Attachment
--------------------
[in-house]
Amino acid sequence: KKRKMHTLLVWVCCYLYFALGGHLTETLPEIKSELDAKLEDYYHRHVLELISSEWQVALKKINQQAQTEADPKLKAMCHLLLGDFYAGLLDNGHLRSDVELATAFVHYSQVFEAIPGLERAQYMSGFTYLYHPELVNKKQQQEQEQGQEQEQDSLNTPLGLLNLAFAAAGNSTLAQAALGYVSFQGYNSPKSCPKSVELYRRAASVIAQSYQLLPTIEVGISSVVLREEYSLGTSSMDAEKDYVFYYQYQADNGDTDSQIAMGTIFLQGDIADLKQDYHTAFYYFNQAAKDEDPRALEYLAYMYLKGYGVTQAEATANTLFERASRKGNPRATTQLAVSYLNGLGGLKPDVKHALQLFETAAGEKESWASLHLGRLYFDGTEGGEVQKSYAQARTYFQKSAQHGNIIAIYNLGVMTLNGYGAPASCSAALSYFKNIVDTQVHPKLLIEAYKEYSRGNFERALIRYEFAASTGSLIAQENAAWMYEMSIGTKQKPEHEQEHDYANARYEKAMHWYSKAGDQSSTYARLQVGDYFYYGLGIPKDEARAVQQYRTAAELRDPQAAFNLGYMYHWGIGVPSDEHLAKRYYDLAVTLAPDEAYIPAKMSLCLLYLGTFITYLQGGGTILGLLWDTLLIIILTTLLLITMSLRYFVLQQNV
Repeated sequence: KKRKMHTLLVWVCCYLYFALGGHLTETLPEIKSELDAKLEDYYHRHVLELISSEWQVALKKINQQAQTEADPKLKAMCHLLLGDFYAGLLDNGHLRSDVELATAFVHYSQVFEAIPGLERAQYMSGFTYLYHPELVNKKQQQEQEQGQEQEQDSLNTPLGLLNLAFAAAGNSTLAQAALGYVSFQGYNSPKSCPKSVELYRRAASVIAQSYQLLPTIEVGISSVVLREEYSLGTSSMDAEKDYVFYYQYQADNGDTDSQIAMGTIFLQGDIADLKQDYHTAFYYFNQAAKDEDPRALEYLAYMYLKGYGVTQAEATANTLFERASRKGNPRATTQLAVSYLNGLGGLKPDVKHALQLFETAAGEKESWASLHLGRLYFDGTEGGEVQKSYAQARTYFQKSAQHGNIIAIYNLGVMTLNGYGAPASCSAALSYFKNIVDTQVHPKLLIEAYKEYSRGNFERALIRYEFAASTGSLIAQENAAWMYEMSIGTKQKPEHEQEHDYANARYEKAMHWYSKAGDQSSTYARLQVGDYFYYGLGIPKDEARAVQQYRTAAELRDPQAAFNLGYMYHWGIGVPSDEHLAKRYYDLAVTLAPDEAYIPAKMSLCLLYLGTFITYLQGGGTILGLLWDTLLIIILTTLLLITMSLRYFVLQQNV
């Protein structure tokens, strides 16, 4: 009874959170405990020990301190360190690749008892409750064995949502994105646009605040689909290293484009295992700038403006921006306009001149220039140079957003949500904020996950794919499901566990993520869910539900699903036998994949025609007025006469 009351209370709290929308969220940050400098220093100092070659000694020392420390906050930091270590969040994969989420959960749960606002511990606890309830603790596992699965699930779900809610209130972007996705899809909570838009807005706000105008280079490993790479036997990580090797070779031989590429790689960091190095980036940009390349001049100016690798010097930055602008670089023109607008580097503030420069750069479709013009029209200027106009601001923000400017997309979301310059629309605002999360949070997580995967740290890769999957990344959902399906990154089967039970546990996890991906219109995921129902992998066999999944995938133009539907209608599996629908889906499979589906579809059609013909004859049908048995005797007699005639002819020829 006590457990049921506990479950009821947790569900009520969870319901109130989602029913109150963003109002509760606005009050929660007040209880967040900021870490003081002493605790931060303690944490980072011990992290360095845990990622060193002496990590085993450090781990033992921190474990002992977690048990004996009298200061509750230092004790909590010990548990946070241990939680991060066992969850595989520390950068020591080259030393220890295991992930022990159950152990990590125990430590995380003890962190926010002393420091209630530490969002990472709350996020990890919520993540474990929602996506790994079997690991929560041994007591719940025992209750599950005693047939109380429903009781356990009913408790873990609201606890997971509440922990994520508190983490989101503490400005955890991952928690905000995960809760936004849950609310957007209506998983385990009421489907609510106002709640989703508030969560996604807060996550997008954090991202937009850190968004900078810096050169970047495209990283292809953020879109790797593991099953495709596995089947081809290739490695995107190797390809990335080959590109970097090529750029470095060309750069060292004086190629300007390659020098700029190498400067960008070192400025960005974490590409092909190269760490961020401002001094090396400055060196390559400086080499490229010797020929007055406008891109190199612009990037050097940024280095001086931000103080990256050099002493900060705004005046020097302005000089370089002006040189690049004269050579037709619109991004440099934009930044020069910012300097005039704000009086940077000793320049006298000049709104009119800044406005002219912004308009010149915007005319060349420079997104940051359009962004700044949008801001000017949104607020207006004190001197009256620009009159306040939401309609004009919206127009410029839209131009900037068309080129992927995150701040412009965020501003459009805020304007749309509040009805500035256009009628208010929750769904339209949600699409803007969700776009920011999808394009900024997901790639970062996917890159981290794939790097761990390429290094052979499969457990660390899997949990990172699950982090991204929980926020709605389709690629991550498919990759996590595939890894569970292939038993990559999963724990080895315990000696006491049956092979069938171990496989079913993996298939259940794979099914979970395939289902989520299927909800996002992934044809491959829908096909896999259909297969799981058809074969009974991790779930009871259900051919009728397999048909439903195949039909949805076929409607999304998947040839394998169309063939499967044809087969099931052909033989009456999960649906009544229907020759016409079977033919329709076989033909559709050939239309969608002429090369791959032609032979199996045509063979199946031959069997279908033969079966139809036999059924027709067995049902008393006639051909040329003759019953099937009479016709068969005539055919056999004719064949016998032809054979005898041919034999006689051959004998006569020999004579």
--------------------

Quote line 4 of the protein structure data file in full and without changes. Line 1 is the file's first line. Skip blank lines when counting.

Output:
């Protein structure tokens, strides 16, 4: 009874959170405990020990301190360190690749008892409750064995949502994105646009605040689909290293484009295992700038403006921006306009001149220039140079957003949500904020996950794919499901566990993520869910539900699903036998994949025609007025006469 009351209370709290929308969220940050400098220093100092070659000694020392420390906050930091270590969040994969989420959960749960606002511990606890309830603790596992699965699930779900809610209130972007996705899809909570838009807005706000105008280079490993790479036997990580090797070779031989590429790689960091190095980036940009390349001049100016690798010097930055602008670089023109607008580097503030420069750069479709013009029209200027106009601001923000400017997309979301310059629309605002999360949070997580995967740290890769999957990344959902399906990154089967039970546990996890991906219109995921129902992998066999999944995938133009539907209608599996629908889906499979589906579809059609013909004859049908048995005797007699005639002819020829 006590457990049921506990479950009821947790569900009520969870319901109130989602029913109150963003109002509760606005009050929660007040209880967040900021870490003081002493605790931060303690944490980072011990992290360095845990990622060193002496990590085993450090781990033992921190474990002992977690048990004996009298200061509750230092004790909590010990548990946070241990939680991060066992969850595989520390950068020591080259030393220890295991992930022990159950152990990590125990430590995380003890962190926010002393420091209630530490969002990472709350996020990890919520993540474990929602996506790994079997690991929560041994007591719940025992209750599950005693047939109380429903009781356990009913408790873990609201606890997971509440922990994520508190983490989101503490400005955890991952928690905000995960809760936004849950609310957007209506998983385990009421489907609510106002709640989703508030969560996604807060996550997008954090991202937009850190968004900078810096050169970047495209990283292809953020879109790797593991099953495709596995089947081809290739490695995107190797390809990335080959590109970097090529750029470095060309750069060292004086190629300007390659020098700029190498400067960008070192400025960005974490590409092909190269760490961020401002001094090396400055060196390559400086080499490229010797020929007055406008891109190199612009990037050097940024280095001086931000103080990256050099002493900060705004005046020097302005000089370089002006040189690049004269050579037709619109991004440099934009930044020069910012300097005039704000009086940077000793320049006298000049709104009119800044406005002219912004308009010149915007005319060349420079997104940051359009962004700044949008801001000017949104607020207006004190001197009256620009009159306040939401309609004009919206127009410029839209131009900037068309080129992927995150701040412009965020501003459009805020304007749309509040009805500035256009009628208010929750769904339209949600699409803007969700776009920011999808394009900024997901790639970062996917890159981290794939790097761990390429290094052979499969457990660390899997949990990172699950982090991204929980926020709605389709690629991550498919990759996590595939890894569970292939038993990559999963724990080895315990000696006491049956092979069938171990496989079913993996298939259940794979099914979970395939289902989520299927909800996002992934044809491959829908096909896999259909297969799981058809074969009974991790779930009871259900051919009728397999048909439903195949039909949805076929409607999304998947040839394998169309063939499967044809087969099931052909033989009456999960649906009544229907020759016409079977033919329709076989033909559709050939239309969608002429090369791959032609032979199996045509063979199946031959069997279908033969079966139809036999059924027709067995049902008393006639051909040329003759019953099937009479016709068969005539055919056999004719064949016998032809054979005898041919034999006689051959004998006569020999004579």